A couple of months ago I was reading 2 Kings 22 about young King Josiah.  He became king when he was just eight years old and he didn’t exactly grow up in a ‘Christian’ home.  His dad Amon and Grandpa Manasseh were among the most wicked kings to ever rule Judah.

He started a renovation project in the temple when he was eighteen and while they were cleaning up they found, “the book of the Law.” ( 2 Kings 22: 8 )  When Josiah heard it read ou tloud he was ashamed of himself and his people.

He tore his robes and desperately inquired of God about what to do.  He cleaned all the idols out of the temple and shut down the prostitution ring that operated out of there.  Just hearing this book for the first time transformed Josiah and ultimately the nation he led.  What was it that he heard?I read a couple of commentaries that speculated that what was found was the book of Deuteronomy.  Whether in whole or in part, Deuteronomy was the book that started a spiritual revival in Judah in the 7th Century BC.  So that’s how I started reading Deuteronomy every day.

Three or four mornings a week I read a chapter of Deuteronomy and tried to imagine what it was that arrested this king in such a profound way. In brief  here is a couple of things I have wondered:

  • I wonder if Josiah had parts of this book he totally didn’t understand like I do.  Did he know why he had to put four tassels on his cloak? (Deut 22: 12)  No mixing seeds? (Deut 22: 9) Don’t cook a young goat in it’s mother’s milk? (Deut 14: 21)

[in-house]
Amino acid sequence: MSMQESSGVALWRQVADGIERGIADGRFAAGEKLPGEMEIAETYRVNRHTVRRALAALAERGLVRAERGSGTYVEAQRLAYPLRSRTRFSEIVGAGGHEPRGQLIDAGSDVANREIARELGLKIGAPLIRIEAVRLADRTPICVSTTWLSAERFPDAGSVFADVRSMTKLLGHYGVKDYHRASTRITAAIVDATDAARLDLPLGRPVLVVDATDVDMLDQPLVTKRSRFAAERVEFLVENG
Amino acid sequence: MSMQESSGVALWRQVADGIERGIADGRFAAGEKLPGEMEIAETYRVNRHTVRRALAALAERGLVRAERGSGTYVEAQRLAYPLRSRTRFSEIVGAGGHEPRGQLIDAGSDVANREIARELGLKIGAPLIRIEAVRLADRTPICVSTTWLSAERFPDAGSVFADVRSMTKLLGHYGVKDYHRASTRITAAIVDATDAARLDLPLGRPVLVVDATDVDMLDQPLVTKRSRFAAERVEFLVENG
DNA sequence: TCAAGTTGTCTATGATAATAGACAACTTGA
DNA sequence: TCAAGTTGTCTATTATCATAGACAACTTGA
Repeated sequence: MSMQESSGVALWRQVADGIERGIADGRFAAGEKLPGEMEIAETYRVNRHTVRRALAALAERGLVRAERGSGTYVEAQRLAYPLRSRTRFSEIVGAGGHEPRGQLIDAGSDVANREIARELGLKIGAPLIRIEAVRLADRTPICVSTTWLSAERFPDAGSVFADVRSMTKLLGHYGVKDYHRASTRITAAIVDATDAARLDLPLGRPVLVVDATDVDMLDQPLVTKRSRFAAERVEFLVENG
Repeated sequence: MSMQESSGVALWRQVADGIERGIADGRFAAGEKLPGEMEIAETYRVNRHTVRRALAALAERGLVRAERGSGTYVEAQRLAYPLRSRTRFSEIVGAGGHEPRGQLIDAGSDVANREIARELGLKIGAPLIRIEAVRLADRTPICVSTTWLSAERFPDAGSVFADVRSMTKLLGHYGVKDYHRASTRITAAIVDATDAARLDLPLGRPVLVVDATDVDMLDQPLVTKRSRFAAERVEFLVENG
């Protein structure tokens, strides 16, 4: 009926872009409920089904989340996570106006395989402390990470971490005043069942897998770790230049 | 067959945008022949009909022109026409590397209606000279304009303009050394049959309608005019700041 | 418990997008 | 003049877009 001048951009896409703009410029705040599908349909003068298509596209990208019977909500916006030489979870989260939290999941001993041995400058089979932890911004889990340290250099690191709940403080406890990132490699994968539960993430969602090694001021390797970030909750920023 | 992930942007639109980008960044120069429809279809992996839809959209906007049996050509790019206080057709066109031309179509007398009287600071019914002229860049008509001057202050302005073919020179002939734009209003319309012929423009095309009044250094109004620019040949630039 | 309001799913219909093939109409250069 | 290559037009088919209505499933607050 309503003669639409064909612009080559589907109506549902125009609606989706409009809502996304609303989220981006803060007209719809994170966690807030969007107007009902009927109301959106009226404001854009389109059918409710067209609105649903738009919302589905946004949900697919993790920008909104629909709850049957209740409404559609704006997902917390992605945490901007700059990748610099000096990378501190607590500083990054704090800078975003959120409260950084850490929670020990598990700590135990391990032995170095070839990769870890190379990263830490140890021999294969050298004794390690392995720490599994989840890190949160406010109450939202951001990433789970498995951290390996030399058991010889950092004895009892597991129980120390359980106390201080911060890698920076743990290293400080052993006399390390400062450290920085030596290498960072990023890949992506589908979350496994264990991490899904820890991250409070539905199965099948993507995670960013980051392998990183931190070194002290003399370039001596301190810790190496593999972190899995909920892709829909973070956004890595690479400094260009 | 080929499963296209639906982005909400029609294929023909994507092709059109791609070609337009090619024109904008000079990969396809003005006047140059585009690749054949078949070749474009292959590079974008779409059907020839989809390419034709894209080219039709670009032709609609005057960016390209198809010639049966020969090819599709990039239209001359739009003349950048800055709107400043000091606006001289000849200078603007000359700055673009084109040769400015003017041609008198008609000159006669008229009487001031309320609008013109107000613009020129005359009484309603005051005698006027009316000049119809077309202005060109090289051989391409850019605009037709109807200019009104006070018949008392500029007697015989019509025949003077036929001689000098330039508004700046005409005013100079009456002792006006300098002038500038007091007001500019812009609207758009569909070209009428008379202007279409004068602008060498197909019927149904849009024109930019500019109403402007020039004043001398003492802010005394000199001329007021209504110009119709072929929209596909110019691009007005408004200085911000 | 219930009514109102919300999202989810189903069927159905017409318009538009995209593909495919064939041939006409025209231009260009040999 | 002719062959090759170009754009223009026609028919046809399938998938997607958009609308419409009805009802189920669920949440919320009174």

• Did he find the whole marrying your sister-in-law thing (Deut. 25: 5-10) as gross as I do?
  • Where did it first break his heart?  Was it when the people rejected God weeks after being delivered from bondage? (Deut 1: 32)  Was it the list of undeserved blessings in Deut 6?
  • When did Josiah realized both he and his people were it big trouble? Was it God’s hatred of idols? (Deut 4)  The Ten Commandments? (Deut 5)

One of the big themes I saw in the book was the inscrutability of God.  Sometimes He just can’t be understood.  There are parts of the book I understand and then others that I don’t know what to do with.  Overlaid on top of that is God’s compassion for the needy while at the same time being fearsome against the wicked. God commands that Israelites give the women they capture time to grieve their lost sons and husbands.  This is gentle and compassionate but at the same time, take a step back and realize what’s going on here.  Isn’t this ethinic cleansing?  How can God be O.K. with that?

God’s wrath is fearsome and terrifying; and His compassion is mysterious too.  I can see Deuteronomy mostly as a category breaker.  If you understand who is behind this book, everything changes.  You can’t go on living like you have.  God doesn’t just influence or inform your decisions.  God completely dominates your existence.

I am still not sure where to go from here.


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